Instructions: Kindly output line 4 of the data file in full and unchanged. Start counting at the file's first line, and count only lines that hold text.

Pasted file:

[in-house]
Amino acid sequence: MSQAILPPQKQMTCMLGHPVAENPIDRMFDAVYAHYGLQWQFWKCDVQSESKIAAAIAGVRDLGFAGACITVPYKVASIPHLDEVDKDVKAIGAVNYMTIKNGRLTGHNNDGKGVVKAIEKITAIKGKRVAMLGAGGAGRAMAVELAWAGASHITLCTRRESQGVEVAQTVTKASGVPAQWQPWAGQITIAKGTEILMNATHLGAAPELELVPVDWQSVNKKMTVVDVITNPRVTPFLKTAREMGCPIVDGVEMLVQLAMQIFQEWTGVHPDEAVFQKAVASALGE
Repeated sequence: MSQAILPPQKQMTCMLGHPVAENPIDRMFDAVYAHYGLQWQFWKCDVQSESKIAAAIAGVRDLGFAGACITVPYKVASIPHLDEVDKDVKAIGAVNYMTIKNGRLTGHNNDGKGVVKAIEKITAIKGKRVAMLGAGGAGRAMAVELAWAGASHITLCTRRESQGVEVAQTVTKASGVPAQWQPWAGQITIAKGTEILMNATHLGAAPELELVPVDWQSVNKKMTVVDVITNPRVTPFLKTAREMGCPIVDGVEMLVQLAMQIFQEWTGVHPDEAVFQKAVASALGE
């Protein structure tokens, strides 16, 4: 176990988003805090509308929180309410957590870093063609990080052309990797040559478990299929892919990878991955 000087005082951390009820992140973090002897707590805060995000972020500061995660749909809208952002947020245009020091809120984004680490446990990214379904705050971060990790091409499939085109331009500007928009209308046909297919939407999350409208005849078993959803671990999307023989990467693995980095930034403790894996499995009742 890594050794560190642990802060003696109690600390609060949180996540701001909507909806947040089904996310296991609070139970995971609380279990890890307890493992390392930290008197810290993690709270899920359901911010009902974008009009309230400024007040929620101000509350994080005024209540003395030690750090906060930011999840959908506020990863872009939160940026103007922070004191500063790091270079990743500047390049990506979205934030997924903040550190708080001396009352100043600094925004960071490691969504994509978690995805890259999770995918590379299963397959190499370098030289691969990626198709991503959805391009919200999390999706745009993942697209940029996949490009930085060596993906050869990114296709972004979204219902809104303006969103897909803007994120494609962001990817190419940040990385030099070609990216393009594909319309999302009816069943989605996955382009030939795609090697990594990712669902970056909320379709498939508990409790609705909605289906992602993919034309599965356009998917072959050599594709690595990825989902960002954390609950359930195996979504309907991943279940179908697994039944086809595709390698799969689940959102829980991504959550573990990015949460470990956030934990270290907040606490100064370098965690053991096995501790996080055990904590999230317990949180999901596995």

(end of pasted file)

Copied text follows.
């Protein structure tokens, strides 16, 4: 176990988003805090509308929180309410957590870093063609990080052309990797040559478990299929892919990878991955 000087005082951390009820992140973090002897707590805060995000972020500061995660749909809208952002947020245009020091809120984004680490446990990214379904705050971060990790091409499939085109331009500007928009209308046909297919939407999350409208005849078993959803671990999307023989990467693995980095930034403790894996499995009742 890594050794560190642990802060003696109690600390609060949180996540701001909507909806947040089904996310296991609070139970995971609380279990890890307890493992390392930290008197810290993690709270899920359901911010009902974008009009309230400024007040929620101000509350994080005024209540003395030690750090906060930011999840959908506020990863872009939160940026103007922070004191500063790091270079990743500047390049990506979205934030997924903040550190708080001396009352100043600094925004960071490691969504994509978690995805890259999770995918590379299963397959190499370098030289691969990626198709991503959805391009919200999390999706745009993942697209940029996949490009930085060596993906050869990114296709972004979204219902809104303006969103897909803007994120494609962001990817190419940040990385030099070609990216393009594909319309999302009816069943989605996955382009030939795609090697990594990712669902970056909320379709498939508990409790609705909605289906992602993919034309599965356009998917072959050599594709690595990825989902960002954390609950359930195996979504309907991943279940179908697994039944086809595709390698799969689940959102829980991504959550573990990015949460470990956030934990270290907040606490100064370098965690053991096995501790996080055990904590999230317990949180999901596995």